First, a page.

The “team of rivals” was the term historian Doris Kearns Goodwin used to describe United States President Abraham Lincoln’s cabinet. It included three men who had run against Lincoln for the Republican nomination for president in 1860: William Seward (secretary of state), Salmon Chase (treasury secretary) and Edward Bates (attorney general).
Appointing these strong-willed figures could have been disastrous were it not for Lincoln’s personal qualities.
Goodwin describes how Lincoln was willing to acknowledge when policies failed and change direction. He gathered facts on which to base decisions. He sought compromise but took full responsibility for his decisions, respected his colleagues and set an example of dignity. (In all these, he sounds like the antithesis of Donald Trump.)
United States President-elect Joe Biden has taken a different approach to fill out his cabinet so far. Aside from choosing Kamala Harris as his vice president, he is looked past his main Democratic rivals for the nomination – Elizabeth Warren, Bernie Sanders – and appointed mainly technical experts with relevant experience and an international outlook.
Biden may have seen these more technocratic appointments as fitting with his less partisan style. It also sends a signal to the world that the US wants to reengage.
Team of talent
Biden may not have filled his cabinet with rivals, but he has also not surrounded himself with clones or an “echo chamber”. He made clear he wanted his cabinet to, “tell me what I need to know, not what I want to know”.
As secretary of state, he has appointed Antony Blinken. A francophone internationalist, Blinken served as former President Barack Obama’s deputy national security adviser and deputy secretary of state.
He once made a charming appearance on Sesame Street, telling Grover about the United Nations and refugees. He commented, “we all have something to learn and gain from one another even when it does not seem at first like we have much in common”.
The message is a long way from “America first” and the disdain for the rest of the world shown by the Trump administration.
Free trade and climate action
As treasury secretary, Biden has appointed Janet Yellen. She was chair of the Federal Reserve from 2014–18 and currently heads the American Economic Association. Nobel laureate Joseph Stiglitz recalled her as one of his brightest students.
It is quite an achievement to be the most famous economist in a family that includes a Nobel Prize winner (her husband George Akerlof).
An advocate of free trade and expert in labour markets, she understands the damage that Trump’s trade wars, especially with China, have done to working Americans.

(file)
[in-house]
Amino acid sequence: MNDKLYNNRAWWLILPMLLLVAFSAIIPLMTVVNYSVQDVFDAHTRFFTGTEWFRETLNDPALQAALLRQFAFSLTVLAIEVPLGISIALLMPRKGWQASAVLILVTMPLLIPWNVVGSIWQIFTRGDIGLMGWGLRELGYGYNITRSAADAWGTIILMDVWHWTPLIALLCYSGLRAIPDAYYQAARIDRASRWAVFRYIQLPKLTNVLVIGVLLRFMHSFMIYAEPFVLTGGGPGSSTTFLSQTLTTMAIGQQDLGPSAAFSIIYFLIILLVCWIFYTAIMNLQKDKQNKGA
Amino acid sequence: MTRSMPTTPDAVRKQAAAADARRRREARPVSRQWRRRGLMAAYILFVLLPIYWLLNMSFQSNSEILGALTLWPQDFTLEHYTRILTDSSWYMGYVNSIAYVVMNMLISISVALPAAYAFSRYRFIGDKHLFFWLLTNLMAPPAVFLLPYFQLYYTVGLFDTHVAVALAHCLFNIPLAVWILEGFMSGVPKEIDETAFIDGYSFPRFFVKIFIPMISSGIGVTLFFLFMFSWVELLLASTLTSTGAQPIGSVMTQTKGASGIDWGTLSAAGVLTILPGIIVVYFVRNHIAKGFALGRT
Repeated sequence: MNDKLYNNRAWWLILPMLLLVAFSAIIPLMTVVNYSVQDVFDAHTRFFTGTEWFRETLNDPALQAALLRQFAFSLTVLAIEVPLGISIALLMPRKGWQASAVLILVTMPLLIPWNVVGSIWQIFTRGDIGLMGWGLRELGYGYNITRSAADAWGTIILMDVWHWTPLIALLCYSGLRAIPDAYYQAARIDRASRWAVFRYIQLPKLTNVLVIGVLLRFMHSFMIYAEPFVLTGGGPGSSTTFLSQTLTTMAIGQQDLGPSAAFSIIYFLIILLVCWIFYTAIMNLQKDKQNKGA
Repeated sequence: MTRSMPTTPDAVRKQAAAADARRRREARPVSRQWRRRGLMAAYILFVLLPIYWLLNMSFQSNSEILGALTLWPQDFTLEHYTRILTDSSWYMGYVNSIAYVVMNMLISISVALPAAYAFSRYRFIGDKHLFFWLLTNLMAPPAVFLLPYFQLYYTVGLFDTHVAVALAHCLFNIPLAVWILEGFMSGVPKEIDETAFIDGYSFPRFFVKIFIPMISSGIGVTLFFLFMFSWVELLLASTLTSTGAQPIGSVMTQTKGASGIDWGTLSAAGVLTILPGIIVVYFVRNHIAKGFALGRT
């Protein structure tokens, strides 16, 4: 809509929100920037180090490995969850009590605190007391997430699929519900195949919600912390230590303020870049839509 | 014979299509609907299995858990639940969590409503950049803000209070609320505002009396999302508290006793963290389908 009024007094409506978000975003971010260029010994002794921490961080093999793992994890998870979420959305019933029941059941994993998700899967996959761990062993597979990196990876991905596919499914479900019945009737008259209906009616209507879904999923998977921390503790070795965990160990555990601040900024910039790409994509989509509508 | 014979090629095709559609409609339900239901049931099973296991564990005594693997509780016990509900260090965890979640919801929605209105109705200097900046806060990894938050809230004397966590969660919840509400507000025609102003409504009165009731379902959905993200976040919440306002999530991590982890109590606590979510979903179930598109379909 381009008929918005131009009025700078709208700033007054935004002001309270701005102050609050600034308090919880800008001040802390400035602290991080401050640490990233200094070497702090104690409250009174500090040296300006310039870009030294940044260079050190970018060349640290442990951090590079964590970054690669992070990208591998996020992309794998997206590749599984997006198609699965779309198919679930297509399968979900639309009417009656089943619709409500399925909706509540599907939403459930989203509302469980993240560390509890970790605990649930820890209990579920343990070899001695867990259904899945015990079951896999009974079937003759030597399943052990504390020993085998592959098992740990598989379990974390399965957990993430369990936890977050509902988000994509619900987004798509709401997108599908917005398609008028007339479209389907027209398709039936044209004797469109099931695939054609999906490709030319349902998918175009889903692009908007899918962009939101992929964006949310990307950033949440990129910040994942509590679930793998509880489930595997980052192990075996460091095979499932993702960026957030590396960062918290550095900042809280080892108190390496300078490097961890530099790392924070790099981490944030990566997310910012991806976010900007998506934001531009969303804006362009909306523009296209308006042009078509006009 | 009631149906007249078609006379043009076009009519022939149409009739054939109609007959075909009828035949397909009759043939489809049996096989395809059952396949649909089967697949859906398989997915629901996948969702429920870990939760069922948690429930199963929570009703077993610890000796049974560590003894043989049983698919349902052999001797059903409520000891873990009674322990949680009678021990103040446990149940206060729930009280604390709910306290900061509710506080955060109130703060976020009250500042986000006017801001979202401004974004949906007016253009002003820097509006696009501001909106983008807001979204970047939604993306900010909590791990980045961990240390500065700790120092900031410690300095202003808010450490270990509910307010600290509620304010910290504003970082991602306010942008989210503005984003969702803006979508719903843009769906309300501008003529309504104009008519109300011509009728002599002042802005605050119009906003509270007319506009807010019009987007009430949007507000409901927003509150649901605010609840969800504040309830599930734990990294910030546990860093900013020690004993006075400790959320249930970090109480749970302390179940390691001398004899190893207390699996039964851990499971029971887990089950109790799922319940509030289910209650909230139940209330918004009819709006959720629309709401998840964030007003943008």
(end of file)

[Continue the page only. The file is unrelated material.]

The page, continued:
Being chair of the Federal Reserve also gave Yellen an important role in international organisations, such as the Bank for International Settlements.
His appointment signals that the Biden administration recognises the importance of recommitting the US to climate action. Most significantly, Kerry was highly influential in the final week of negotiations of the Paris Agreement in 2015 and signed it for the US the following year with his granddaughter on his lap.
And following four years of Trump’s anti-immigration policies, Biden has selected a Cuban-born immigrant, Alejandro Mayorkas, to lead the Department of Homeland Security. After his nomination, Mayorkas spoke of his desire, “to advance our proud history as a country of welcome”.
Potential roadblocks in the Senate
Biden has assembled a team with an international outlook that will re-commit the US to supporting international organisations, such as the World Health Organisation, and treaties like the Paris Agreement. He will seek to reform rather than just impede the World Trade Organisation.
But there is one significant hurdle still looming. If the Democrats cannot gain control of the Senate by winning the two run-off elections in Georgia in early January, the Republican-led chamber will likely aim to block Biden’s aims of resuming a constructive global role.
For example, Biden will be able to issue an executive order to rejoin the Paris Agreement on his first day as president. But major reforms to cut greenhouse gas emissions or his proposed $2 trillion clean energy plan would face opposition in a Republican-controlled Senate.
Optimists have compared Biden to former President Lyndon Johnson (also known as LBJ), who may be able to use his decades of legislative experience to achieve more change than was possible for John F Kennedy or Obama.
Ron Klain, recently announced as Biden’s chief of staff, once put it well, “LBJ might not have been the wokest, coolest, hippest Democrat, but he is the person who got the most actual progressive social justice legislation done since FDR […] he knew how to make the Senate work.”
The rest of the world will hope Klain is right and that the Senate does not block the program of this promising new cabinet.
John Hawkins is a Senior Lecturer at Canberra School of Politics, Economics and Society at the University of Canberra.
This article first appeared on The Conversation.